Monday, November 20, 2006

Geoengineering Starting to Gain Respectability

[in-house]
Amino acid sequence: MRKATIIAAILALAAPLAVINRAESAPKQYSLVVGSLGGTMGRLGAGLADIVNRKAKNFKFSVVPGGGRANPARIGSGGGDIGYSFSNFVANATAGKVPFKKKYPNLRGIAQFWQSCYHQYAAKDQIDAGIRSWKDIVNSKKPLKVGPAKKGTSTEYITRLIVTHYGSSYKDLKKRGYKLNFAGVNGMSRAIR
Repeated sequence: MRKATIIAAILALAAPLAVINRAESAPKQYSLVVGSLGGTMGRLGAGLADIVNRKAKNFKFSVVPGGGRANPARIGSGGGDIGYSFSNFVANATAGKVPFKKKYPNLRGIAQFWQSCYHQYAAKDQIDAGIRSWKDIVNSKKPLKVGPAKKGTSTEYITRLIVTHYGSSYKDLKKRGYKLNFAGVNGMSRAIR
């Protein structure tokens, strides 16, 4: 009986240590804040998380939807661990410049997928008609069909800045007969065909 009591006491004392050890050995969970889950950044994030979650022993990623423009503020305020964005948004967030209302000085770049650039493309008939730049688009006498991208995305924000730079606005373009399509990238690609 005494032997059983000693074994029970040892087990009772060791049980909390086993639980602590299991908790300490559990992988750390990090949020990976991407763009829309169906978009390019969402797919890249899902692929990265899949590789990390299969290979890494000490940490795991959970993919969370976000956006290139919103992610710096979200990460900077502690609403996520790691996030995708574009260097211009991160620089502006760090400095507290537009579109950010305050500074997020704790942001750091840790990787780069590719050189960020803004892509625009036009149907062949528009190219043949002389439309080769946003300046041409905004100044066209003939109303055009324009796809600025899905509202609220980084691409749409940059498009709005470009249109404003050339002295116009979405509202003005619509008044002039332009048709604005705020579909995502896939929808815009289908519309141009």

One sure sign that attempts to reduce greenhouse gas emissions on a global scale are failing is the recent increased interest in academic and government circles in climate manipulation through geoengineering. The Boston Globe has reported that this past weekend a wide range of intellectuals met to discuss how to go about researching strategies for geoengineering schemes to cool the Earth if necessary because of global warming. The two-day meeting was organized by NASA and Stanford University. One of the climate scientists at the meeting, Ken Caldeira from Stanford, said climate modeling shows that his idea of blocking 20 percent of the sunlight over the Arctic Ocean could restore sea ice. Although Caldeira’s idea and other ideas that have been advanced to cool the Earth by blocking sunlight may seem way too far out to be worth pursuing such ideas continue to gain ground as confidence in being able to reduce greenhouse gas emissions globally wanes. This loss of confidence is certainly easy to understand. It has been 18 years since NASA climate scientist James Hansen gained media attention by describing the dangers of global warming and 15 years since the Intergovernmental Panel on Climate Change scientifically documented the risk of not taking action and still no real progress has been made. In fact, it has been estimated that the annual rate of increase in global carbon emissions is several times higher than it was during the 1990s and the two biggest greenhouse gas polluters, the United States and China, are so far refusing to cap carbon emissions. We have to hope that that there will never be reason to attempt a geoengineering fix to the global warming problem but from all appeances the odds of it happening are slowly beginning to grow.

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